What I found was there were really no good modern books in print, at least that I could find, examining the Tea Party. Most were just children’s books, and terribly inaccurate. Part of this was probably because the participants had all sworn a 50-year oath of silence, and none survived to tell the tale but one. Which is what led me to find, rather serendipitously in an obscure antiquarian bookstore, a copy of “Retrospect of the Boston Tea Party with a Memoir of George R.T. Hewes, a Survivor of the Little Band of Patriots Who Drowned the Tea in Boston Harbor in 1773,” printed in Oswego, New York by S. S. Bliss in 1834.

In this book, Hewes, who was a teenager at the time of the Tea Party (which he named in 1834), tells that the whole point of this million-dollar (in today’s terms) act of vandalism was to protest a tax cut — a corporate tax break — that the British had given to the East India Company, which would allow it to unfairly compete with and wipe out the thousands of small entrepreneurial tea importers and tea shops that dotted the colonies.

I’d thought I remembered from school that the Tea Act of 1773 was a tax increase, so I had to check the Encyclopedia Britannica, which, sure enough, said that the Tea Act was a tax cut. So what the colonists were protesting was the principle of taxation without representation, but what they meant was what today would be termed “tax breaks for multinational corporations while the average person gets screwed.”

Anyhow, I was so transfixed by Hewes’ account, which had remained hidden since 1834 — the book was apparently published by a little local press in his hometown — that I reprinted a good chunk of it, which is still eminently and brilliantly readable, in Unequal Protection.

As Hewes noted:

“The [East India] Company, however, received permission to transport tea, free of all duty [tax], from Great Britain to America” allowing it to wipe out its small competitors and take over the tea business in all of America. “Hence, it was no longer the small vessels of private merchants, who went to vend tea for their own account in the ports of the colonies, but, on the contrary, ships of an enormous burthen, that transported immense quantities of this commodity, which by the aid of the public authority, might, as they supposed, easily be landed, and amassed in suitable magazines.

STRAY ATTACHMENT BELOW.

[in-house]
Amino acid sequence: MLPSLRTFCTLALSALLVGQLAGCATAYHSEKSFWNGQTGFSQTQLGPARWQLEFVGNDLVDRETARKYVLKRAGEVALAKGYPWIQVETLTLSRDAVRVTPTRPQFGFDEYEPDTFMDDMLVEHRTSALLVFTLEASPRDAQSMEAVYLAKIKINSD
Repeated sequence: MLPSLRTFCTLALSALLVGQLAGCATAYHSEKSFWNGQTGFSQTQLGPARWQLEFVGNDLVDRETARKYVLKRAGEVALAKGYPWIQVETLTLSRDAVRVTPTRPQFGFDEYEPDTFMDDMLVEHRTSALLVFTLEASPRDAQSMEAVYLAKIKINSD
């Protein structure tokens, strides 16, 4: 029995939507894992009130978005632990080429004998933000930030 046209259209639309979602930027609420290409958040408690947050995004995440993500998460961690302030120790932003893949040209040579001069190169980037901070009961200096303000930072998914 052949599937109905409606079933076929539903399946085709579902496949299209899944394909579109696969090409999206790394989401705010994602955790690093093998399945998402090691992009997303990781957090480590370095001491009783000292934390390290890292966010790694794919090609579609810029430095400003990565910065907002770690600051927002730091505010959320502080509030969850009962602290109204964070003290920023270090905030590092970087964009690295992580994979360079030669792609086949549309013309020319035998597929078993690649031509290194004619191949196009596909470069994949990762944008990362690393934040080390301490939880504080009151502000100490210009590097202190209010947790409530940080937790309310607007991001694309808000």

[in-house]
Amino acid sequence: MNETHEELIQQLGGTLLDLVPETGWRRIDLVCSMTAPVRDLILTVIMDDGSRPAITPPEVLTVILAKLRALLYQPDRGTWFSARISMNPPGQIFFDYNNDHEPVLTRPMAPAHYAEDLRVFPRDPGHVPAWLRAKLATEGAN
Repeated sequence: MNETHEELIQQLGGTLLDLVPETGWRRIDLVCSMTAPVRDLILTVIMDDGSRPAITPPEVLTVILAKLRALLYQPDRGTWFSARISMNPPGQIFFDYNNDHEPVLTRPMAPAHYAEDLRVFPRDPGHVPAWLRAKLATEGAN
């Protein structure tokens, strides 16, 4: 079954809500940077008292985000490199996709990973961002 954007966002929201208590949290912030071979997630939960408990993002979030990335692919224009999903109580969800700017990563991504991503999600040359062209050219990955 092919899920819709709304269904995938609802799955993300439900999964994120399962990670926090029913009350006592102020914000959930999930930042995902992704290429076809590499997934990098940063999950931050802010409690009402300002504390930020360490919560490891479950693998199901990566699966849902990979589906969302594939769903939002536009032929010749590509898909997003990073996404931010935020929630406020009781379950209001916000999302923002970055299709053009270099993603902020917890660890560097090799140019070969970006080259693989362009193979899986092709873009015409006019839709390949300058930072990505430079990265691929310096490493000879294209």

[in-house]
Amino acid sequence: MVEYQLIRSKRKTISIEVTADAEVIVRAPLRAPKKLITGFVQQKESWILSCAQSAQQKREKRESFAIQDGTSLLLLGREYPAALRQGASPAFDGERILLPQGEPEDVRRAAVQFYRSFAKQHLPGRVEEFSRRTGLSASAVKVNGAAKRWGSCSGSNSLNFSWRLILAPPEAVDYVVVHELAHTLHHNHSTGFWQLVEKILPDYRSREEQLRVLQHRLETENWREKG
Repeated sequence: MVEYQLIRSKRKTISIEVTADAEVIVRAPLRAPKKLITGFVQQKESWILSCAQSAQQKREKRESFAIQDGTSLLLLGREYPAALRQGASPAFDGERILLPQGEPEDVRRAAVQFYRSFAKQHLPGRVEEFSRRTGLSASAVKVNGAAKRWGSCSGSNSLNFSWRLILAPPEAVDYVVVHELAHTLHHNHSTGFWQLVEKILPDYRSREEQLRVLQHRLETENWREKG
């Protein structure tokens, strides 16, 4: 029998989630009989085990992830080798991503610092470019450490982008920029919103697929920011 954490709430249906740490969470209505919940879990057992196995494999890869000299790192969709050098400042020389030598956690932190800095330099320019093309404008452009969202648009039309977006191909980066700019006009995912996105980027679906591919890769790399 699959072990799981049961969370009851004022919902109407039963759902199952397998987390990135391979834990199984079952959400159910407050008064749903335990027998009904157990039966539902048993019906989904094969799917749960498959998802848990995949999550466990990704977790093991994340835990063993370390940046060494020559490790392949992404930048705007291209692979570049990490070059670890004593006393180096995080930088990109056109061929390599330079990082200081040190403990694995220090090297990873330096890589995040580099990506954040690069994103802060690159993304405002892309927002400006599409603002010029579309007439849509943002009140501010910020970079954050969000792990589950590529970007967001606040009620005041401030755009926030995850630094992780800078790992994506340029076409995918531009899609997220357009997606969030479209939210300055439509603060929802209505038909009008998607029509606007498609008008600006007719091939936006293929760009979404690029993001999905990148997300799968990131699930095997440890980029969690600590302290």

“Accordingly the Company sent its agents at Boston, New York, and Philadelphia, six hundred chests of tea, and a proportionate number to Charleston, and other maritime cities of the American continent. The colonies were now arrived at the decisive moment when they must cast the dye, and determine their course.”

It was a real shock to me to discover that the event that kicked over the first domino leading directly to the American Revolution was a direct-action protest against multinational corporate power, and that discovery, along with the really incredible discovery I made when I read that 1886 tax case that supposedly gave corporations human rights, led me to change the scope and title of the book from one about Jefferson — I later wrote that one — and instead into a book about the history of corporate power in America.

BuzzFlash: What changed after the Revolution? You date the rise of “corporate personhood” to the post Civil-War era and the 14th Amendment. Can you briefly explain?